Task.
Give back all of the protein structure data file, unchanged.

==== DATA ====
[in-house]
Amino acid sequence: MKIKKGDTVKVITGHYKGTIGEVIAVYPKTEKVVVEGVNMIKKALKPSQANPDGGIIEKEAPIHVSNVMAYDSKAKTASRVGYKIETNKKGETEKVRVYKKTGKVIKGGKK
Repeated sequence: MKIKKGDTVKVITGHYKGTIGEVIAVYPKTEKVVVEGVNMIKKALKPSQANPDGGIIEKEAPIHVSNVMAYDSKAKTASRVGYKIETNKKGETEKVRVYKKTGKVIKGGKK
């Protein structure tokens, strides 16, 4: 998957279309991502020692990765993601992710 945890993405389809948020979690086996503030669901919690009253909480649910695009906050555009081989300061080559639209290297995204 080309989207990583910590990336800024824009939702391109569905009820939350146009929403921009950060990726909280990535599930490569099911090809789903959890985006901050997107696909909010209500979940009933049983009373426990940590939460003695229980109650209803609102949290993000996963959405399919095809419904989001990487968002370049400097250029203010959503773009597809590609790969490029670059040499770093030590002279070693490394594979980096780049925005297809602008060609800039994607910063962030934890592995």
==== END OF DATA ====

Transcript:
[in-house]
Amino acid sequence: MKIKKGDTVKVITGHYKGTIGEVIAVYPKTEKVVVEGVNMIKKALKPSQANPDGGIIEKEAPIHVSNVMAYDSKAKTASRVGYKIETNKKGETEKVRVYKKTGKVIKGGKK
Repeated sequence: MKIKKGDTVKVITGHYKGTIGEVIAVYPKTEKVVVEGVNMIKKALKPSQANPDGGIIEKEAPIHVSNVMAYDSKAKTASRVGYKIETNKKGETEKVRVYKKTGKVIKGGKK
């Protein structure tokens, strides 16, 4: 998957279309991502020692990765993601992710 945890993405389809948020979690086996503030669901919690009253909480649910695009906050555009081989300061080559639209290297995204 080309989207990583910590990336800024824009939702391109569905009820939350146009929403921009950060990726909280990535599930490569099911090809789903959890985006901050997107696909909010209500979940009933049983009373426990940590939460003695229980109650209803609102949290993000996963959405399919095809419904989001990487968002370049400097250029203010959503773009597809590609790969490029670059040499770093030590002279070693490394594979980096780049925005297809602008060609800039994607910063962030934890592995």